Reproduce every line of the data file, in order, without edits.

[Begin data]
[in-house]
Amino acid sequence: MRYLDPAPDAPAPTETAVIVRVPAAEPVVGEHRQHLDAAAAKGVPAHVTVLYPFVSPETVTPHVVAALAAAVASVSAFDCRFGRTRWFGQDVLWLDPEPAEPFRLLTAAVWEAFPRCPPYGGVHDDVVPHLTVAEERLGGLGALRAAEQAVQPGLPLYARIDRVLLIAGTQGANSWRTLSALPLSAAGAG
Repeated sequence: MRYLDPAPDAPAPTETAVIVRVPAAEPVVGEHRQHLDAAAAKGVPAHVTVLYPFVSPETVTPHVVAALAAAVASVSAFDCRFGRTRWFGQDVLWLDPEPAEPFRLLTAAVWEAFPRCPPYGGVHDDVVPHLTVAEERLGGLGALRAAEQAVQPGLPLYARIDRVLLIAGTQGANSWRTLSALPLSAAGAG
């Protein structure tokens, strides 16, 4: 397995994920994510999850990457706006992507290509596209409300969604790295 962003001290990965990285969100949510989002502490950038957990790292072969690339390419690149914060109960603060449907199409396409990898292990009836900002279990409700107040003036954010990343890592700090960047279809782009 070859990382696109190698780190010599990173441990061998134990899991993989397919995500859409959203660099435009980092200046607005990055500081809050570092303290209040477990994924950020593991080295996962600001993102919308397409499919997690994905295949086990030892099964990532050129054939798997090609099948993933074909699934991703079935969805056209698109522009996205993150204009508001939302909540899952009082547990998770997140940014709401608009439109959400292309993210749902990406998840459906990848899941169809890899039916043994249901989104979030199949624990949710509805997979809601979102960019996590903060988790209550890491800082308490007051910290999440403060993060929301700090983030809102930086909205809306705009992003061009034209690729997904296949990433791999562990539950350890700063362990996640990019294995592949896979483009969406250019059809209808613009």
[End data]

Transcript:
[in-house]
Amino acid sequence: MRYLDPAPDAPAPTETAVIVRVPAAEPVVGEHRQHLDAAAAKGVPAHVTVLYPFVSPETVTPHVVAALAAAVASVSAFDCRFGRTRWFGQDVLWLDPEPAEPFRLLTAAVWEAFPRCPPYGGVHDDVVPHLTVAEERLGGLGALRAAEQAVQPGLPLYARIDRVLLIAGTQGANSWRTLSALPLSAAGAG
Repeated sequence: MRYLDPAPDAPAPTETAVIVRVPAAEPVVGEHRQHLDAAAAKGVPAHVTVLYPFVSPETVTPHVVAALAAAVASVSAFDCRFGRTRWFGQDVLWLDPEPAEPFRLLTAAVWEAFPRCPPYGGVHDDVVPHLTVAEERLGGLGALRAAEQAVQPGLPLYARIDRVLLIAGTQGANSWRTLSALPLSAAGAG
């Protein structure tokens, strides 16, 4: 397995994920994510999850990457706006992507290509596209409300969604790295 962003001290990965990285969100949510989002502490950038957990790292072969690339390419690149914060109960603060449907199409396409990898292990009836900002279990409700107040003036954010990343890592700090960047279809782009 070859990382696109190698780190010599990173441990061998134990899991993989397919995500859409959203660099435009980092200046607005990055500081809050570092303290209040477990994924950020593991080295996962600001993102919308397409499919997690994905295949086990030892099964990532050129054939798997090609099948993933074909699934991703079935969805056209698109522009996205993150204009508001939302909540899952009082547990998770997140940014709401608009439109959400292309993210749902990406998840459906990848899941169809890899039916043994249901989104979030199949624990949710509805997979809601979102960019996590903060988790209550890491800082308490007051910290999440403060993060929301700090983030809102930086909205809306705009992003061009034209690729997904296949990433791999562990539950350890700063362990996640990019294995592949896979483009969406250019059809209808613009």